Flanked by former veep and climate-crusader Al Gore, Gov. Andrew Cuomo last week signed a wide-ranging “climate-action” bill. He also ­announced that New Yorkers would subsidize construction of more than 200 wind turbines off New York City and Long Island — one of the biggest efforts of its kind in the United States — all in the name of reducing the state’s carbon emissions to “net zero” in about 30 years.

Amid what he described as the “chaos of political pandering and hyperbole” surrounding the issue of climate change, Cuomo portrayed his plan as grounded in “facts, data and evidence.”

Speaking of pandering and hyperbole: Offshore wind happens to be the single most ­expensive form of carbon-free electricity generation. And Cuomo has joined the growing ranks of American pols who ­fetishize it without regard to economic facts, data or evidence. Only, he’s shown great solicitude for labor unions.

Besides being more expensive, offshore wind requires more backup than downstate New York’s existing energy mix, which comes mainly from nuclear and fossil fuel plants, since a wind turbine can’t be counted on to be operating at a particular time.

That means rate-payers would also be tapped to either fund the development of considerable amounts of energy storage capacity — or remain more dependent than ever on the fossil fuel plants Cuomo wants to shutter.

Experience in New York and other states suggests the subsidies Cuomo has promised to fund all this will be considerable.

Let’s assume New York paid the same subsidy as Maryland ­officials plan for their offshore-wind project. That would mean guaranteeing a payment of $131.93 per megawatt-hour. Based on last year’s average wholesale costs of electricity in New York City ($41.16) and Long Island ($45.05), that means the projects will need, and get, an annual subsidy of about $528 million.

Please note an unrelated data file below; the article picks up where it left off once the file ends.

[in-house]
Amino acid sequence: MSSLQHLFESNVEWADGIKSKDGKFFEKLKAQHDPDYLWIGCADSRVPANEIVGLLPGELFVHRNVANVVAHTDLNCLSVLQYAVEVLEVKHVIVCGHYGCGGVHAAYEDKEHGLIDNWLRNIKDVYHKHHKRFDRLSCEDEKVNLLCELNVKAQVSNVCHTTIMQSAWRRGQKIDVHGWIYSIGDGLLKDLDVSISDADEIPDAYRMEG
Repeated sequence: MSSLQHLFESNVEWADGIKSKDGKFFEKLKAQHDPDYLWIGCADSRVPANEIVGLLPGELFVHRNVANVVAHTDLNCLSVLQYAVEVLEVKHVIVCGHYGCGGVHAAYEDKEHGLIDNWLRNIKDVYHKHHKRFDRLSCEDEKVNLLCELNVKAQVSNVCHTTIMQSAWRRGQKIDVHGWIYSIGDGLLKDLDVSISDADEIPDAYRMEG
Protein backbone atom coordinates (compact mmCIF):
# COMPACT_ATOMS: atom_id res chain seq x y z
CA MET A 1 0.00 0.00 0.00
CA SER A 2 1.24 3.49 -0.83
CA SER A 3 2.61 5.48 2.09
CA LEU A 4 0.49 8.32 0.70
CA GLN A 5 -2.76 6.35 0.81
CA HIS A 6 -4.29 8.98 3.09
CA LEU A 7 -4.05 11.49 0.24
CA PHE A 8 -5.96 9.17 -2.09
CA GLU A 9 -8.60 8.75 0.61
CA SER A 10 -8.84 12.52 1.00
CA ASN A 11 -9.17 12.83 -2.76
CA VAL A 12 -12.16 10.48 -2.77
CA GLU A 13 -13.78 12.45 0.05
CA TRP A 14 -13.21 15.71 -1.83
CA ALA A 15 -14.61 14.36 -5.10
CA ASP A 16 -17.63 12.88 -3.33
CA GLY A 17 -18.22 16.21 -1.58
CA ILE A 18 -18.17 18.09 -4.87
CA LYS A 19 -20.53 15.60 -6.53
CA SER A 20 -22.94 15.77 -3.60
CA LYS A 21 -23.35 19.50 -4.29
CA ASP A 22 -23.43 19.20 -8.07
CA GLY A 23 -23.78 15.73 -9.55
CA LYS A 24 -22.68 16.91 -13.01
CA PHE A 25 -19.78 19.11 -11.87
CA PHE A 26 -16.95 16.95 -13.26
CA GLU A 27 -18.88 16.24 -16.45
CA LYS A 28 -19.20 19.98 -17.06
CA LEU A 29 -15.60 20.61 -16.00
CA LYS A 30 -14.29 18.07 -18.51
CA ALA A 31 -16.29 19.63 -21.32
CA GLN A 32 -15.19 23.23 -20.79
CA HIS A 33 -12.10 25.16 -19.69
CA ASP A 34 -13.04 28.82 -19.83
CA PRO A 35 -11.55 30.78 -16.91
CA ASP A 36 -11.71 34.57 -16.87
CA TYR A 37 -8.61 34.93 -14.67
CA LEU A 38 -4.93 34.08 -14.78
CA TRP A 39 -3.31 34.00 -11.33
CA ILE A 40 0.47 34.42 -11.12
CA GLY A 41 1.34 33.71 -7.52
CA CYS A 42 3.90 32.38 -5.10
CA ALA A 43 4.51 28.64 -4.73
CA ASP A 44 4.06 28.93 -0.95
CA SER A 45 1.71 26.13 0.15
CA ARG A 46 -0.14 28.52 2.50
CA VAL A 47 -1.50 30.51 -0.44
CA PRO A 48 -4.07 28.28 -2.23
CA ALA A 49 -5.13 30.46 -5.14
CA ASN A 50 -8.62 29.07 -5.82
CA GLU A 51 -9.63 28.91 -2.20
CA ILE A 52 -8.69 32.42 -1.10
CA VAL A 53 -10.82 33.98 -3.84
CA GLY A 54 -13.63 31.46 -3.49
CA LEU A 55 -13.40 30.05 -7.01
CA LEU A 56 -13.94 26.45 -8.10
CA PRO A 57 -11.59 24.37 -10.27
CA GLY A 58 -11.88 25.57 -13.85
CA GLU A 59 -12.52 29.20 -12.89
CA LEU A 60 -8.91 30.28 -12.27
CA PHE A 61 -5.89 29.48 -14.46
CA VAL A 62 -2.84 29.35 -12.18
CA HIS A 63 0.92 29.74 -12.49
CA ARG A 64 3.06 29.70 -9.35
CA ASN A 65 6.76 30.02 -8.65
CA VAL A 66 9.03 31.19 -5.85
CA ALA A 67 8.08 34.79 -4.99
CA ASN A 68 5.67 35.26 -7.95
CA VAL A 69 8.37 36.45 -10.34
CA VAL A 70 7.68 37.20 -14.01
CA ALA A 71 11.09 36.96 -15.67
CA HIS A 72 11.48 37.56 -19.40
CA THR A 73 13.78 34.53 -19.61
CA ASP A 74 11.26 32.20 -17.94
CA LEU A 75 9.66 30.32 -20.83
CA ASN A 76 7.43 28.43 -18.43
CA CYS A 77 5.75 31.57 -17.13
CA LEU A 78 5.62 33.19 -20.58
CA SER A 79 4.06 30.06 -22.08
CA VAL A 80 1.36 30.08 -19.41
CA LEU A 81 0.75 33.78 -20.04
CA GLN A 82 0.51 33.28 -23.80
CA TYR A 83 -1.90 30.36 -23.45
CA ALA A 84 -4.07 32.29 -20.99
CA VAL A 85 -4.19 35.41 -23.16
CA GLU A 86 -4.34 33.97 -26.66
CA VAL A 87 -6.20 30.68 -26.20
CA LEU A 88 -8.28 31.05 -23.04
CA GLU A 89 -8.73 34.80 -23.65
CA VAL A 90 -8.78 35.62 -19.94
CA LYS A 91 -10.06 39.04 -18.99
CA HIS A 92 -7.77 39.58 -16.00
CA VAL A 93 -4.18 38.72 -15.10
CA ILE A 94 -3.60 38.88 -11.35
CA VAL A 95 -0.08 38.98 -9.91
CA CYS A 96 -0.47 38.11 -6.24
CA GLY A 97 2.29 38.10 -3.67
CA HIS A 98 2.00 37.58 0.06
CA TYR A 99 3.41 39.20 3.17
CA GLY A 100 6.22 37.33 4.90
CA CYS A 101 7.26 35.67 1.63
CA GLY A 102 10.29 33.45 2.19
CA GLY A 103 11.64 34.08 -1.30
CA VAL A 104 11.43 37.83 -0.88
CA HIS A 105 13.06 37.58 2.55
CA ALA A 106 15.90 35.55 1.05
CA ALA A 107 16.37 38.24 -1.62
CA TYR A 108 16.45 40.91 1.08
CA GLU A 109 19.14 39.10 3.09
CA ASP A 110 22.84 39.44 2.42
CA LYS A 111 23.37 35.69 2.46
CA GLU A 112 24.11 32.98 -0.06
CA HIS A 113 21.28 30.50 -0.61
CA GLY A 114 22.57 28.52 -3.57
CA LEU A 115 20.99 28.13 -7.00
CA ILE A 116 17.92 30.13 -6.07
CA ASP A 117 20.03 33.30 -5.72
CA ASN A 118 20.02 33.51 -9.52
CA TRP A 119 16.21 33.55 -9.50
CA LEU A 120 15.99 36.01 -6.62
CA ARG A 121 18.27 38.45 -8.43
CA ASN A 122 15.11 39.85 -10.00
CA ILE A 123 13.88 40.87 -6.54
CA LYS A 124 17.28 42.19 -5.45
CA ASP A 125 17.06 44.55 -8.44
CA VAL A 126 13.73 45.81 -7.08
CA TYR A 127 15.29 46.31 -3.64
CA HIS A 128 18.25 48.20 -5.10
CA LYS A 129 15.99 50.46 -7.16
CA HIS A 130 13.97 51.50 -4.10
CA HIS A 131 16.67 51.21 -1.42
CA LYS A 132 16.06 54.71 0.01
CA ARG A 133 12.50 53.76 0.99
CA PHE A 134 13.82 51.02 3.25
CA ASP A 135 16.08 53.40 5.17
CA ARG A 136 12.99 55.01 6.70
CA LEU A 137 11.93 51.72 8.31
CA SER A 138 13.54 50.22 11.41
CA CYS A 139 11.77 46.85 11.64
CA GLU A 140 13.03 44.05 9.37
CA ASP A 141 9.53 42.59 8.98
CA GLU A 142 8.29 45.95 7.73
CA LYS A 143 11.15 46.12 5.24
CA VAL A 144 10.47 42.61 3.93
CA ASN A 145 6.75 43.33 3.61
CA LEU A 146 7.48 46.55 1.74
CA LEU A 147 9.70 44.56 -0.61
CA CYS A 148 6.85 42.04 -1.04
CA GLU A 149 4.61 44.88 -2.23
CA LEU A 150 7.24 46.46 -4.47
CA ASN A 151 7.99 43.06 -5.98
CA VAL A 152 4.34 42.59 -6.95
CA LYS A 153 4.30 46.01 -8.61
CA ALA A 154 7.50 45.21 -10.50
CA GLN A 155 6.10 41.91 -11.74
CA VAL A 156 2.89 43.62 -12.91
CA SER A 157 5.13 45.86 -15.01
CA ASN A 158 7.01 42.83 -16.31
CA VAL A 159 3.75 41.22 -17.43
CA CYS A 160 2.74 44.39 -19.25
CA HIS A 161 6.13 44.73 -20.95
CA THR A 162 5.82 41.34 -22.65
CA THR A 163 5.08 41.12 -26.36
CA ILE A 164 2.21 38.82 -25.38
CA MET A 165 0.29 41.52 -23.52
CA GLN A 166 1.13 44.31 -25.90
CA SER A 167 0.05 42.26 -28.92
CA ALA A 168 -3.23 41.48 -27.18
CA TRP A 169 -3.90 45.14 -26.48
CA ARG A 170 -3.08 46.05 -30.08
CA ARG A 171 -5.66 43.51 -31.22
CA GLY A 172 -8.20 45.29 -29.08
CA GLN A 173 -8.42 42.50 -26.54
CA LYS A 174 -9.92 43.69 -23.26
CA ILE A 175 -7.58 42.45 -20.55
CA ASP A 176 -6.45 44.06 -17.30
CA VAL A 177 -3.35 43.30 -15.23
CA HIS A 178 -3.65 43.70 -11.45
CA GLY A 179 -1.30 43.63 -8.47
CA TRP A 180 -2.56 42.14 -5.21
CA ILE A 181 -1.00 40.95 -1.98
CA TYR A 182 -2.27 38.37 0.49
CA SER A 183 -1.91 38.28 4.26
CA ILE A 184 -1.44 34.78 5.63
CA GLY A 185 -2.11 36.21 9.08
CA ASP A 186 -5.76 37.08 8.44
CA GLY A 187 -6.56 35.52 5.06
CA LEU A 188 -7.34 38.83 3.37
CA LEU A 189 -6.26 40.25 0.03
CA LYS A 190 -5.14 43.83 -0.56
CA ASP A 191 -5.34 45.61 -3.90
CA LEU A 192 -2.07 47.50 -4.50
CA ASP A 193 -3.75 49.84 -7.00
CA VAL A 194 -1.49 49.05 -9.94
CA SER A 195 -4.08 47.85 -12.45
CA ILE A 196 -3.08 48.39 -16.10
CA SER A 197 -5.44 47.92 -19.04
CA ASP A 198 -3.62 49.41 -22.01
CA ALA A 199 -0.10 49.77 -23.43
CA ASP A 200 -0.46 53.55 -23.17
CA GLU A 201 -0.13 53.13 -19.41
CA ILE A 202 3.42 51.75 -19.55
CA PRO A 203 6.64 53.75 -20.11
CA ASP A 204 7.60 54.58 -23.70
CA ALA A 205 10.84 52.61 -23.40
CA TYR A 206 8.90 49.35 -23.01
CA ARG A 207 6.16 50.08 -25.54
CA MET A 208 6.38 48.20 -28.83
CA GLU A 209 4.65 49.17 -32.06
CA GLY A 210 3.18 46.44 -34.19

But there’s reason to believe the subsidy will have to be considerably higher: Cuomo also announced the projects “will have a union project labor agreement before they commence.”

Translation: The Empire State will force contractors to hire union construction workers, who make up a shrinking minority of the state’s construction workforce, and to comply with union contracts. This will significantly — and needlessly — increase costs. It also undermines the governor’s claim that “the environment and climate change are the most critically important policy priorities we face.”

The state government will generate the required cash (as opposed to electricity) by forcing utilities and large electric customers to pay into a credit system.

More than half of the needed funds will come from rate-payers north of New York City, including economically struggling upstate areas. Conveniently enough, Cuomo’s energy regulators have ordered electric utilities not to itemize these sorts of costs on rate-payer bills.

Cuomo’s offshore wind push — and his related efforts to block added natural gas pipeline capacity and upstate gas production via fracking — comes when the state has been failing to hit its own ­renewable energy targets. After almost 15 years of subsidies, New York’s electric grid managed to deliver less energy from renewable sources in 2018 than it did the year before.

Defying logic, the Cuomo administration in 2016 deliberately excluded hydroelectric power from competing for the newest batch of renewable subsidies, ostensibly because underground methane is released from areas flooded behind new dams.

Meanwhile, neighboring Massachusetts is using Canadian hydroelectric power to hit its own ­renewable targets at a considerably smaller cost. Even Mayor Bill de Blasio has embraced a plan to run a transmission line down the Hudson River corridor, providing New York City with 1,000 megawatts of carbon-free electricity from dams in Quebec.

To be sure, a super-long extension cord from Canada is less exciting than 3-D videos of magnificent offshore wind turbines (just like the ones in Scandinavia!). All the same, it would make more sense for the state to immediately let hydroelectric generators qualify for subsidies, to look at ways to facilitate more transmission from renewables in Canada and upstate and to roll back portions of the climate law that dictate the means as well as the ends.

New York’s pursuit of a net-zero carbon emissions goal on an impossibly ambitious schedule will be massively expensive and economically disruptive. In classic New York fashion — including something extra for politically wired construction unions — Cuomo seems bent on making the whole thing cost even more than it needs to.

© 2019 New York Post

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